Archives for category: Research

Research is one of my favorite things about writing a novel. Though I will never turn down the chance to tear through a library like Hermione, the research that gets me really excited is the stuff you can’t get out of a book. If I was smart like my friend Maya, I would use writing a novel as an excuse to research things I’m already passionate about. Instead, I studied just enough ethnography in grad school to justify chasing characters down rabbit holes in the name of understanding and find myself doing things like joining a hackerspace and going to a startup launch party and trying (and failing epically) to learn how to program and wandering around questionable parts of San Francisco in an attempt to understand an extremely intelligent character in my thesis novel who gambles on an obviously terrible startup idea.

A few months ago, I wrote a scene that starts with Professor Julius, one of the characters in my novel SIREN, working in a vegetable garden. It wasn’t an important scene, but he was an important character–the protagonist’s mentor–and his choice to keep a garden piqued my curiosity. SIREN takes place at a boarding school that houses and feeds students and faculty alike, but Professor Julius wasn’t just gardening to unwind. He was gardening to feed himself, and I couldn’t figure out why. I knew that the food at the school wasn’t bad. The novel begins with a character sneaking into the kitchen for a loaf of the school cook’s homemade bread, so why would Professor Julius go through the trouble?

I decided to investigate.

Sunflower Starts

These sunflowers might look innocent, but they are secretly plotting to take over the world.

Gardening should be in my blood. Some of my earliest memories are of digging potatoes with my grandfather and stealing peas from my parents’ vegetable garden, but apparently some things aren’t genetic. I have tried to keep a garden in four states and three different climates, and almost everything I’ve tried to grow has shriveled and died. And that was when I started with plants that had already gotten past the delicate seedling stage and were already hardened by life at Home Depot.

potted plants

Survivors

Logic (by which I mean baseball) would say that I’d struck out, and I was beginning to think that Herbology was a class at Hogwarts because keeping a garden growing is just magic in a floppy hat. But writing Professor Julius’s kale patch and inheriting a seemingly empty planter box* gave me just enough of an excuse to start collecting seed packets again.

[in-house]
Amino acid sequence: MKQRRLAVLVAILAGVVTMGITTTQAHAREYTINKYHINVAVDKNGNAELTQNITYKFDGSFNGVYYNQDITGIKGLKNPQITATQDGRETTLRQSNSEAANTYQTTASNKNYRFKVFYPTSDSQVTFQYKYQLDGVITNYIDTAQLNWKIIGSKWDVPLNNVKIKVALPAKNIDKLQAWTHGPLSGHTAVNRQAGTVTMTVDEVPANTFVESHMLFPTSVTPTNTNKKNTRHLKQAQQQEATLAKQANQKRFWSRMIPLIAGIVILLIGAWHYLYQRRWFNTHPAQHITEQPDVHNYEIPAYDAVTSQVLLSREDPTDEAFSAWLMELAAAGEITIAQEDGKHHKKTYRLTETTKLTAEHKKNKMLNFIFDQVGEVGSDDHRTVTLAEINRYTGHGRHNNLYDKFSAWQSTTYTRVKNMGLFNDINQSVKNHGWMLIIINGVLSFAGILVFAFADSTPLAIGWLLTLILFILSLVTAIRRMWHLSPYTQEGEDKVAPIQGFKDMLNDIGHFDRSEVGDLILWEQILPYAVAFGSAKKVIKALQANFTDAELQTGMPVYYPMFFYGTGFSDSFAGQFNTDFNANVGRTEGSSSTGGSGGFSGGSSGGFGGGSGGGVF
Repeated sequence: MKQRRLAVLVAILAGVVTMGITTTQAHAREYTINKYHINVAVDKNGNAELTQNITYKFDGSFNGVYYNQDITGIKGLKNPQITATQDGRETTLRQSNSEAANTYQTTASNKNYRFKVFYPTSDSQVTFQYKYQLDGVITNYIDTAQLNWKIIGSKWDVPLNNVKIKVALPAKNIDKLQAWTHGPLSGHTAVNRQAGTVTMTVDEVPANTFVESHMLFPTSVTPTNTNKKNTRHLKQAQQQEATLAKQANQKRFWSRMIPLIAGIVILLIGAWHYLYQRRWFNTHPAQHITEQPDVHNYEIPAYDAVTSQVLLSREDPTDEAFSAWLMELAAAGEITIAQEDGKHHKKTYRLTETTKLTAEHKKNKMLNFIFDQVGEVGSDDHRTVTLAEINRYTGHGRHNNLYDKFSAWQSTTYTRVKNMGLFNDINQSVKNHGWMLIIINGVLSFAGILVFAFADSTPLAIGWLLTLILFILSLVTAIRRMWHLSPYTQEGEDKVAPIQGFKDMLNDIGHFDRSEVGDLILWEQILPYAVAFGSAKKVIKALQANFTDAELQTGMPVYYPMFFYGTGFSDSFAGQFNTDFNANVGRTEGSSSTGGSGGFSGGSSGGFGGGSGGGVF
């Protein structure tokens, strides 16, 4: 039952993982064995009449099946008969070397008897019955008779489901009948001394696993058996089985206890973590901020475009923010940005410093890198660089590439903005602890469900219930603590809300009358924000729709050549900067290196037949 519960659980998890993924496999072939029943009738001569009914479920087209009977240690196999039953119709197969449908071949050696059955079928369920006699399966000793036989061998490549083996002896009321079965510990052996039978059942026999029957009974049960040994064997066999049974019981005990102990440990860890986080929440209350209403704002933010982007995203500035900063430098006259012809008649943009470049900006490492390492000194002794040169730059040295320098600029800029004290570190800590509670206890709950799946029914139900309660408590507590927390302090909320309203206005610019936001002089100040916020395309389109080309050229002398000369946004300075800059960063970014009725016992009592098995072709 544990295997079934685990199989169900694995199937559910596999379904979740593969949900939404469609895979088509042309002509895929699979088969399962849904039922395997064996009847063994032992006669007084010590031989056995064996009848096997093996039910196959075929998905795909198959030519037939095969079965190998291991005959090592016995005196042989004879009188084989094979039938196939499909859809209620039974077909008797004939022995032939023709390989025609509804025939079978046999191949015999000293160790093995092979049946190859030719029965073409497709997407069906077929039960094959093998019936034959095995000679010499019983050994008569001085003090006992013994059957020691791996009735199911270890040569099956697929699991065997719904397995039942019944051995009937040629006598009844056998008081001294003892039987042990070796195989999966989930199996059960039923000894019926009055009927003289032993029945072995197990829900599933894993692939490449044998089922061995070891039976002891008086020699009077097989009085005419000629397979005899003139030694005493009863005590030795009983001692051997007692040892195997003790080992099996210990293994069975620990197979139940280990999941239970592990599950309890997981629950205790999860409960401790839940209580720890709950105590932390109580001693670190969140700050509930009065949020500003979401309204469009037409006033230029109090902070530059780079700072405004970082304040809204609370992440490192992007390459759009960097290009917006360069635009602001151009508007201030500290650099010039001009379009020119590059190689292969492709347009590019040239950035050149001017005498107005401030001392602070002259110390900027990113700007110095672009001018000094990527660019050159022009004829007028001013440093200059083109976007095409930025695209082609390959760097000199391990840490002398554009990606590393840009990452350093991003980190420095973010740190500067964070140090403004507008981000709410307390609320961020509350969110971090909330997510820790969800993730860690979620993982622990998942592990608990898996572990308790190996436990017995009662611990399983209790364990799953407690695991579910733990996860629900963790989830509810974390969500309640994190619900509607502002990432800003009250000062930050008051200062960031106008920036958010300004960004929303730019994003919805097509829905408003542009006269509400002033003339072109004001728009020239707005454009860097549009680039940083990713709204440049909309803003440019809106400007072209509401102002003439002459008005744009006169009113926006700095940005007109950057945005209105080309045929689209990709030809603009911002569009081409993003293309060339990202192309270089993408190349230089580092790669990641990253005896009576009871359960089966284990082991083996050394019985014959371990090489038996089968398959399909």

I had no reason to believe that this time would be any different than my previous attempts to grow things, but luck has been on my side so far this year. Before I had a chance to do what I usually do (dirt + seeds + crossed fingers = ?), I stumbled on Garden Betty, who has been blogging through the process of going from seed to vegetable. Simple things like knowing when seedlings need heat and when they need light has made all the difference. It’s been a little less than a month now, and a tray of seedlings is occupying my desk, Lemon Queen sunflowers are threatening to take over the kitchen, and a row of radishes is putting up their first leaves in the planter box outside. I’m no gardening expert, but I can list a dozen things I’ve done wrong now, and when I run into trouble I’m starting to learn what questions to ask.

seedlings

This was my desk…

When I started gardening, I thought (optimistically) that I was going to learn about self-reliance and experience the satisfaction of biting into a tomato I grew from a seed. If my luck continues to hold, maybe I will. In the meantime, I no longer wonder why Professor Julius keeps a garden.

And that has made all the difference.

All of my basil plants are named Pesto.

All of my basil plants are named Pesto.

 

*The planter box was actually planted with strawberries. Thank goodness for Twitter:

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Lately, I’ve been writing about my adventures in Russian folklore, particularly with Linda Ivanits’ Russian Folk Belief.